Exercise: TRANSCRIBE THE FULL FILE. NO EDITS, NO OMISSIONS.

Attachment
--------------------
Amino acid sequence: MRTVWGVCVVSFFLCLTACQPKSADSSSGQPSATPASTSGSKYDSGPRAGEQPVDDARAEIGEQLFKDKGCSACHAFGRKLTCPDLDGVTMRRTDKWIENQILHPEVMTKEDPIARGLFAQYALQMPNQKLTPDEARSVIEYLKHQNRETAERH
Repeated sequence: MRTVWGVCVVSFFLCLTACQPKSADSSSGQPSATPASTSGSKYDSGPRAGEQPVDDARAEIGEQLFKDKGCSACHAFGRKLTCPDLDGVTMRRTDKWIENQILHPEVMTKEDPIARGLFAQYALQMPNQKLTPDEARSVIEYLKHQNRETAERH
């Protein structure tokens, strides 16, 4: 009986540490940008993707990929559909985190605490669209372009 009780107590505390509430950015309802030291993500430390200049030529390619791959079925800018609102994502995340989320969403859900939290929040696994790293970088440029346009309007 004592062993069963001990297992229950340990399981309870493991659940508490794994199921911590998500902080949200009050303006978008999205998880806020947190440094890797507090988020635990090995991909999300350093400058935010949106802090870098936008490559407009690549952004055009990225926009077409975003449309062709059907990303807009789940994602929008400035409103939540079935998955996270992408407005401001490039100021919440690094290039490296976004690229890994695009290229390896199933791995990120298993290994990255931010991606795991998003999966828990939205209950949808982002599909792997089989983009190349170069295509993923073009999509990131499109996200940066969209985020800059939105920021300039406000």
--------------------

Amino acid sequence: MRTVWGVCVVSFFLCLTACQPKSADSSSGQPSATPASTSGSKYDSGPRAGEQPVDDARAEIGEQLFKDKGCSACHAFGRKLTCPDLDGVTMRRTDKWIENQILHPEVMTKEDPIARGLFAQYALQMPNQKLTPDEARSVIEYLKHQNRETAERH
Repeated sequence: MRTVWGVCVVSFFLCLTACQPKSADSSSGQPSATPASTSGSKYDSGPRAGEQPVDDARAEIGEQLFKDKGCSACHAFGRKLTCPDLDGVTMRRTDKWIENQILHPEVMTKEDPIARGLFAQYALQMPNQKLTPDEARSVIEYLKHQNRETAERH
């Protein structure tokens, strides 16, 4: 009986540490940008993707990929559909985190605490669209372009 009780107590505390509430950015309802030291993500430390200049030529390619791959079925800018609102994502995340989320969403859900939290929040696994790293970088440029346009309007 004592062993069963001990297992229950340990399981309870493991659940508490794994199921911590998500902080949200009050303006978008999205998880806020947190440094890797507090988020635990090995991909999300350093400058935010949106802090870098936008490559407009690549952004055009990225926009077409975003449309062709059907990303807009789940994602929008400035409103939540079935998955996270992408407005401001490039100021919440690094290039490296976004690229890994695009290229390896199933791995990120298993290994990255931010991606795991998003999966828990939205209950949808982002599909792997089989983009190349170069295509993923073009999509990131499109996200940066969209985020800059939105920021300039406000």